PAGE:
Point guard Cathy Gooden of Cal Poly Pomona doesn’t need to be reminded about the significance of her team advancing in the NCAA Division II women’s basketball quarterfinals Friday.
All the 5-5 senior has to do is remember what happened to the Broncos last year when they lost to West Texas State in the quarterfinals.
“It’s like an omen,” she says. “We have to get past this game because that stopped us last year. I think it’s more than just revenge. We know that if we do our best and win we can get back to the final four.”
Not that Gooden hasn’t been to the final four before. The Broncos won the Division II championship in Gooden’s freshman year and finished second when she was a sophomore.
But Gooden said another final four appearance would have more meaning to her this time.
“To me it means a lot because I didn’t play a lot in my freshman season,” she said. “I played like one minute and it was my birthday. So it was like they were saying ‘Get her in there.’
“For me it’s my last chance.”
To reach the final four, Gooden and her teammates will have to defeat St. Joseph’s of Indiana (27-3) in their quarterfinal game at 7:30 p.m. Friday at Kellogg Gym in Pomona.
St. Joseph’s, ranked No. 6 in Division II, advanced to the quarterfinals with an 80-59 win over Oakland of Michigan in the Great Lakes Regional final last week.
The third-ranked Broncos, who have a 26-5 record, would appear to match up well in size with the Lady Pumas, who do not have a starter taller than 5-11. Their tallest starters are center Tracy Payne and forward Sheryl Vail, both 5-11, and St. Joseph’s also starts Karen Deno (5-6) at forward.
“I understand they’re aggressive,” Pomona Coach Darlene May said. “But when you look at us, we don’t have great size after Niki (Bracken, 6-2 center).”
May said the strength of St. Joseph’s is in its guard tandem of Jennette Yeoman (5-6) and Jennifer Radosevic (5-8). Yeoman was named Most Valuable Player of the Great Lakes Regional after scoring 16 points and adding 12 assists in the title game.
“I don’t know if we match up with their quickness,” May said. “I understand their two guards are real quick.”
Pomona’s leaders are Bracken and Gooden.
After struggling with an ankle sprain late in the season, Bracken has played well on offense in the postseason. In the team’s wins over Cal State Hayward and Cal State Northridge in the West Regional last week, Bracken established a regional record with 61 points to break her own mark of 59 that she set last year.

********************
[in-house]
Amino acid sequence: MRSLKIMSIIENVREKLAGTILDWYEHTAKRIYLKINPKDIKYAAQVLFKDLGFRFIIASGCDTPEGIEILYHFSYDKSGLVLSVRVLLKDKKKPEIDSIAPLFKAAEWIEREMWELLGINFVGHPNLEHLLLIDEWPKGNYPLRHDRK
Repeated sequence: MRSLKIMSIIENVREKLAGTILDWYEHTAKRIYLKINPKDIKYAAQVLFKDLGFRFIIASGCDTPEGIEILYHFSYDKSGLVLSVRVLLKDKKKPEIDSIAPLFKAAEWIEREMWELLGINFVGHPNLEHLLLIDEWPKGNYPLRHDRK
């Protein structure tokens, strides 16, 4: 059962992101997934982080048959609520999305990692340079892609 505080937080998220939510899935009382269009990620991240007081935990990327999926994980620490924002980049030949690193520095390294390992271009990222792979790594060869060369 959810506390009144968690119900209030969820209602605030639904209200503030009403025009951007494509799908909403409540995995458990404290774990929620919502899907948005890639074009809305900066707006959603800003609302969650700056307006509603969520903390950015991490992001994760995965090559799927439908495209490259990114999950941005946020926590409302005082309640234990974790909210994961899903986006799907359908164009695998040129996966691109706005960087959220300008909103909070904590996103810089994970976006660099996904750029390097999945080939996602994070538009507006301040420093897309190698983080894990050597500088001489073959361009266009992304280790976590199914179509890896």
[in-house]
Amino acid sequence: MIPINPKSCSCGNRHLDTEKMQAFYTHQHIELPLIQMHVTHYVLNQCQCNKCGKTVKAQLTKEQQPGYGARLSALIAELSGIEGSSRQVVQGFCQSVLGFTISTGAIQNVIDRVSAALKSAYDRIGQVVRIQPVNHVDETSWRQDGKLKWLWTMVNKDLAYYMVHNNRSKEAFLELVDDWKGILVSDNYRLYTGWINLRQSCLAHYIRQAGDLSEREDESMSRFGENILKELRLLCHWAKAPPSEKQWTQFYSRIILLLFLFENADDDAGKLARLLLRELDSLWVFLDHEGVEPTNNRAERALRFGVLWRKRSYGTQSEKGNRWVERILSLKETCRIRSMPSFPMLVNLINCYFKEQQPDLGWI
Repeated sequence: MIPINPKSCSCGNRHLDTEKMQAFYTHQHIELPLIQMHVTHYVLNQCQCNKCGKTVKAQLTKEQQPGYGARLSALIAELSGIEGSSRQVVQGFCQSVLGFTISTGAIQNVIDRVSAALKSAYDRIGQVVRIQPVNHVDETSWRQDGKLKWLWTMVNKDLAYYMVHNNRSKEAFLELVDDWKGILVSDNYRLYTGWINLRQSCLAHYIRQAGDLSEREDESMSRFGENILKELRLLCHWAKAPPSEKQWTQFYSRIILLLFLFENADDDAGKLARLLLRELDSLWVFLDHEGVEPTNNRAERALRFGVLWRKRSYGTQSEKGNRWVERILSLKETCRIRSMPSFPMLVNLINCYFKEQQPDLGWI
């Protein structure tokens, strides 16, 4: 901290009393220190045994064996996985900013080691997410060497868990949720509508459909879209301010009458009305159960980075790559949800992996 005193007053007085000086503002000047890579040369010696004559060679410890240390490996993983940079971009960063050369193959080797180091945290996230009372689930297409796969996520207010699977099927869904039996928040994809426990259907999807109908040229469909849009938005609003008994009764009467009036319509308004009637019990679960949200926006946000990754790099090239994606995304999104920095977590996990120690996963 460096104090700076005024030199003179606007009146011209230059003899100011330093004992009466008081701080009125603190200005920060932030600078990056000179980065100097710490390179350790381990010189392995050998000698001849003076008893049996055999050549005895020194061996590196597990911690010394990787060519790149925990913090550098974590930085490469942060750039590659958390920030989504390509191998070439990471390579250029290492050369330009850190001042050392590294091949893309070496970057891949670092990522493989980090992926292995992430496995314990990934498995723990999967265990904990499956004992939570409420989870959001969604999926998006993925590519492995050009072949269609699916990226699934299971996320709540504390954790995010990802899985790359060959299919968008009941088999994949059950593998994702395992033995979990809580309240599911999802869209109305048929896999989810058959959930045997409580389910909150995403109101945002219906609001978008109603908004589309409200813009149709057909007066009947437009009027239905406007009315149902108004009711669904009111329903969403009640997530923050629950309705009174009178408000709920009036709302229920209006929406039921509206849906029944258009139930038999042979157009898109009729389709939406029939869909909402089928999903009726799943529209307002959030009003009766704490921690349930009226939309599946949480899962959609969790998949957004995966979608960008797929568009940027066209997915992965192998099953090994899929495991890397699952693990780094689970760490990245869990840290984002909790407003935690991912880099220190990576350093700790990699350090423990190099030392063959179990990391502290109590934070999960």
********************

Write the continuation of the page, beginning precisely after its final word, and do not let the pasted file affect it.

For the season, Bracken is averaging 19.8 points and 8.6 rebounds while Gooden is next at 15.5 points and a team-leading 5.6 assists.
May said Gooden’s leadership has been a key factor in the team’s success this season.
“I think she’s done a good job for us,” May said. “She’s carried a load for us and she’s done it well.”
Gooden hasn’t scored as many points as she did last season but May said her contributions go past her point total.
“She’s doing some other things to make up for her points,” May said. “She’ll get her points and her assists and she plays good defense. Those are the kind of things we’re looking for from her.”
In addition to Bracken and Gooden, the Broncos start Susan Luckinbill (5-9) and Stephanie Coons (5-10) at forward and Carrie Egan (5-8) at guard. Luckinbill is averaging 9.8 points and Coons and Egan are at 8.0.
The Broncos have had close games in recent weeks. Two weeks ago they took a one-point decision (73-72) over Cal State Los Angeles in the first round of the California Collegiate Athletic Assn. tournament. In the regionals last week, Pomona came back from a 40-38 halftime deficit to defeat Cal State Hayward (82-69) before staging another comeback in an 83-82 overtime win over Northridge.
“You really find out what your team is made of in those situations,” May said. “I think the fact that they know they can come back is a good thing.”